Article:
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Art of Framing Notes

LED 311 - Dr. Joanne E. Nottingham

Use of these notes will not replace needed information available only from reading the book.

The Art of Framing: Managing the Language of Leadership


Gail T. Fairhurst & Robert A. Sarr, 1996
CHAPTER 1
Framing - Understand that you shape your own realities. Once you learn that, you can
learn to become more effective in your everyday conversations.
Leadership is taking the risk of managing meaning and talk is the resource used to
get others/followers to act. (Fairhurst & Sarr definition and explanation)
Frame your message:
1. Make sure your language is appropriate.
2. Create thought(s) or reflection(s) = mental model(s) that are meaningful.
3. Use forethought = get the person (people) ready to communicate with you. Prime
them.
What is framing?
the union of thought and word.
ability to make sense of a subject.
the ability to judge a subjects character.
the ability to judge a subjects significance.
the ability to choose one meaning (or a set of meanings) over another.
the ability to share with others OR manage meaning and make it
more meaningful, more noticeable, more memorable.
the ability or power to distort meaning by creating a bias and excluding
other aspects.
CHAPTER 2
From the Inside Out - Your own view of reality shapes communication goals.
The key is, Understanding who you are, to better understand who "they" are.

Mental Models x Specific Context(s) = Communication Goal


(Fairhurst & Sarr, p.24)
Types of Goals for Framing
Model
1. Task Goals
2. Relationship Goals
3. Identity Goals
4. Global Goals
5. Short Term Goals
6. Emergent Goals

Components of a Good Mental


1. Vision
2. Mission
3. Values

Art of Framing Notes


LED 311 - Dr. Joanne E. Nottingham

CHAPTER 3
Vision-Based Framing - Enabling People to See the World You See
A vision statement is of necessity, general in nature, with aim to promote a
unified diversity of interpretations. (p. 51)
Tools for Developing Mental Models
1. Miracle Questions
2. Exception Framing
3. Continuous Benchmarking
CHAPTER 4
Context Sensitivity - Recognizing Opportunities and Constraints
Context is defined by
1) How people think + 2) What people expect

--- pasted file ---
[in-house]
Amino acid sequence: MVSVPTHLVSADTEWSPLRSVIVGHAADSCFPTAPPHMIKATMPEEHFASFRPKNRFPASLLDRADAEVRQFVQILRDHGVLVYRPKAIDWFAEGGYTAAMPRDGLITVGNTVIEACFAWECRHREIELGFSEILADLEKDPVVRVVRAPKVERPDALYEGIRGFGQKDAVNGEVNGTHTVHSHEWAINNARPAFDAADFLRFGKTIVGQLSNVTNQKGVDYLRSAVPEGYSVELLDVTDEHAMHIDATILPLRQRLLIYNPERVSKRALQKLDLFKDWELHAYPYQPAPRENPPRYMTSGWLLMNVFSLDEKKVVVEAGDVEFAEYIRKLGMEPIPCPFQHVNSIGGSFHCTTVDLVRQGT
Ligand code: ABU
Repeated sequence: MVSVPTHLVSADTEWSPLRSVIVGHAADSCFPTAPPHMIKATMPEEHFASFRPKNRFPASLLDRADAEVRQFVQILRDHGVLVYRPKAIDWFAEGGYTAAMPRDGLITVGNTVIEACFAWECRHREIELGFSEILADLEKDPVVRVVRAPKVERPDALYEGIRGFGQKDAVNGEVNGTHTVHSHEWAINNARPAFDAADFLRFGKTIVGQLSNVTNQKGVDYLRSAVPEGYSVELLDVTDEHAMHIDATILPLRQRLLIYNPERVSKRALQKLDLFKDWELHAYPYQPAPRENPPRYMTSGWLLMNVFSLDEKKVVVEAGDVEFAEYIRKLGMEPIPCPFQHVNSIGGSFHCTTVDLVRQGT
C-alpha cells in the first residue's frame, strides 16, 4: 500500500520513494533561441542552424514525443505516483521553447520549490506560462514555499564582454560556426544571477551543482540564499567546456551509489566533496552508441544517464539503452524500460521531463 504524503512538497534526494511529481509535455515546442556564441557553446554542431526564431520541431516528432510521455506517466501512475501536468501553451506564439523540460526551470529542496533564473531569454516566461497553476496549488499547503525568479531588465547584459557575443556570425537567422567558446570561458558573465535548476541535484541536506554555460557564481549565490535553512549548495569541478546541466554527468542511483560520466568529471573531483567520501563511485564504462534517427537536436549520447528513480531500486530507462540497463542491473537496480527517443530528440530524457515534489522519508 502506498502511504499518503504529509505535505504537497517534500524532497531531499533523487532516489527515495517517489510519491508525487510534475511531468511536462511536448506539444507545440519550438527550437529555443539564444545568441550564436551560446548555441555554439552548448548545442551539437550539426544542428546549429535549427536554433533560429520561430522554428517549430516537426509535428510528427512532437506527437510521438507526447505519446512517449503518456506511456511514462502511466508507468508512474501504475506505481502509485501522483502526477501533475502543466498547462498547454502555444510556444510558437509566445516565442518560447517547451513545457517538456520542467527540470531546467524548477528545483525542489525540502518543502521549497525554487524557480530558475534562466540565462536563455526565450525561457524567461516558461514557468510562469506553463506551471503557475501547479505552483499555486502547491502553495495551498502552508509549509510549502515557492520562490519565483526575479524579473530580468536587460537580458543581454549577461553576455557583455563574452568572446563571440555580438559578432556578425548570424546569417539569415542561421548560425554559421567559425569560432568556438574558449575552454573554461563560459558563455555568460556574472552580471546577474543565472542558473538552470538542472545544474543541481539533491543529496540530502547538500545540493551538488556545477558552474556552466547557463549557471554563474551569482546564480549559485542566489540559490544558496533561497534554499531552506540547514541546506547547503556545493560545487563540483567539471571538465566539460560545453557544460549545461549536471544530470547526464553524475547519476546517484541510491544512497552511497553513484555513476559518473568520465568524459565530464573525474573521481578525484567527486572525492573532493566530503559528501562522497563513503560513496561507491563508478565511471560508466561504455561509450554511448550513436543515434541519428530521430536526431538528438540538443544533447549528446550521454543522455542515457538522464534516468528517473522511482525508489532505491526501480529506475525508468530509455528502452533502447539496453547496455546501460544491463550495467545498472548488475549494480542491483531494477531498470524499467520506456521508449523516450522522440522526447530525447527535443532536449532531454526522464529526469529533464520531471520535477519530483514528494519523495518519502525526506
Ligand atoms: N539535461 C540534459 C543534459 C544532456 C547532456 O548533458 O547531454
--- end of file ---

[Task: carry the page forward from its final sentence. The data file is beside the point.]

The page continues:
Leaders must examine the frame for:
1. Contextual influences
2. Permeability
3. Consistency
4. Reality
5. Timing a) Proactive Framing, b) Retroactive Framing
CHAPTER 5
Tools for Framing Metaphor, Jargon, Contrast, Spin, & Stories
Choosing language to frame peoples actions and events is like moving a
telescope into position. (p. 125)
5 Language Forms/Tools to Build Memorable Framing
1. Metaphors
2. Jargon (& Catchphrases)
3. Contrast
4. Spin
5. Stories
CHAPTER 6
Avoiding Mixed Messages - A focus on the consequences of combining language tools
and how to fix mixed messages. (p. 127)
Mixed Message Entailments - Shared Entailments
What to Do About Mixed Messages?
1. Investigate the mixed message(s)
2. Un-mix the message
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Art of Framing Notes


LED 311 - Dr. Joanne E. Nottingham

CHAPTER 7
Preparing Yourself To Frame Spontaneously - Control spontaneity and frame through
priming.
Priming = activating mental models, anticipated opportunities, and/or desirable language
sometime prior to communicating.
When you merge goals and spontaneity, you work on planned goals so that emergent
goals are developed.
Your ability to manage meaning to communicate your frame is connected to goal
consciousness.
1. Build mental models (by taking the time to develop them for the future and
clarifying the values and mission that are the basis of this future).
2. Bring mental models into conscious awareness by using reflection or
communicating about them to others.
3. Develop frames from your feeling of knowing.
Situational Opportunities for Priming
1. Specific Situations
2. Total Surprises
3. Repeatable Contexts
4. High Impact
CHAPTER 8
Establishing Credibility - Effective communication requires framing and credibility.
2 Basic Components of Credibility
1. Competence
2. Trust
Evaluation of Your Believability
1. Is your competence value-added?
2. Does your framing assist the problem-solving process?
3. Do you have a vision?
Believability Frames
1. Truth
2. Reality
3. Objectivity
4. Legitimacy
3 Factors That Influence Believability
1. What you frame
2. How you frame
3. How others frame you
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